**ABSTRACT NOT FOR CITATION WITHOUT AUTHOR PERMISSION. The title, authors, and abstract for this completion report are provided below.  For a copy of the full completion report, please contact the author via e-mail at Jim.Reist@dfo-mpo.gc.ca. Questions? Contact the GLFC via email at frp@glfc.org or via telephone at 734-662-3209.**

 

Patterns and processes of cisco differentiation in relation to food web structuring using ecological tracers

 

Reist, J. D.1, A. M. Muir2, P. Vecsei3, T. C. Pratt4, M. Power5, M. T. Arts6, and N. E. Mandrak7

 

1Fisheries and Oceans Canada, 501 University Crescent, Winnipeg, Manitoba

R3T 2N6

2Great Lakes Fishery Commission, 2100 Commonwealth Blvd., Suite 100

Ann Arbor, Michigan 48105

3Golder Associates, 9 4905 48 Street Yellowknife, Northwest Territories,

X1A 3S3

4Fisheries and Oceans Canada, 1219 Queen St. E., Sault Ste. Marie, Ontario

P6A 2E5

5University of Waterloo, 200 University Avenue West, Ontario N2L 3G1

6Ryerson University, 350 Victoria St., Toronto, Ontario M5B 2K3

7Department of Fisheries and Oceans Canada, 867 Lakeshore Road,

Burlington, Ontario L7R 4A6 

 

 

February 2016

 

ABSTRACT:

 

The coregonine ciscoes of North America show extensive morphological and life history diversity with multiple phenotypes occurring across their range. By the mid-1900s, much of that diversity had been lost from the Laurentian Great Lakes and they are currently under consideration for restoration. We implemented a comparative approach to resolve links between cisco morphs and their niches within Great Slave Lake and Lake Superior to assess whether the ecological opportunity to promote and sustain cisco diversity currently exists within the Great Lakes. Great Slave Lake contained a suite of cisco morphs comparable to those described for the Laurentian Great Lakes, with two notable exceptions. We provided the first record of Coregonus sardinella (a western assemblage cisco) in Great Slave Lake as well as the first description of an adfluvial morph that differed morphologically from its lacustrine conspecifics. The Great Slave morphs differed in body shape, linear measures and counts, δ13C and δ15N, and growth. Our results suggest that ontogenetic niche shifts occurred within the lacustrine C. artedi group. Small (≤ 299 mm), low-gillraker (≤ 44) and large (≥ 300mm), high-gillraker (≥ 45) C. artedi had the same geometric body shape and were phenotypically similar based on 23 size-corrected linear measures. Differences in gillraker number and phenotype with age and size were explained by shifts in trophic resource and habitat use. When comparing the Great Slave and Lake Superior cisco assemblages, species or morph discrimination was surprisingly robust within lakes, with 86% of the fish correctly assigned and only 1%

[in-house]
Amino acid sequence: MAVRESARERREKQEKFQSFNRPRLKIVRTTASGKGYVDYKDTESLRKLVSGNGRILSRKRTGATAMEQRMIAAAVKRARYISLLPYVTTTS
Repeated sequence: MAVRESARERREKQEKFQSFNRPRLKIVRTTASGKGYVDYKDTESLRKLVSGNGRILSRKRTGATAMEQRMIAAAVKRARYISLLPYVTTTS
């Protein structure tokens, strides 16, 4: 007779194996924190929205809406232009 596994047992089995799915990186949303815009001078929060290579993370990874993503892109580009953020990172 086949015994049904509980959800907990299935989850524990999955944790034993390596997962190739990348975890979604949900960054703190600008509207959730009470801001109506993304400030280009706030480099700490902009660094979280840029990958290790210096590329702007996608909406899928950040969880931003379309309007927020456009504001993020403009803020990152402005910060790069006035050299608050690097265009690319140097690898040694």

(23 of 1011 fish) assigned to the incorrect lake. Between lakes, species or ecomorphs for each cisco group had distinct signatures. Our results are consistent with the hypothesis that the observed patterns of diversity in North American ciscoes were caused by parallel sympatric radiation within each lake after initial colonization, although our results do not preclude that ecological forces shaped morphology after an initial allopatric expansion. We found that fatty acids biomarkers may provide evidence of vertical spatial segregation based on depth of feeding of fishes. Relatively homogeneous quality and availability of prey suggest that spatial segregation may be a key axis along which niches are partitioned among sympatric morphotypes/species within Great Slave Lake and Lake Superior. We found little evidence that trophic resources differ between the two lakes, suggesting that perhaps invasive species have each competitively excluded the most similar native fishes and assumed their role in niche space.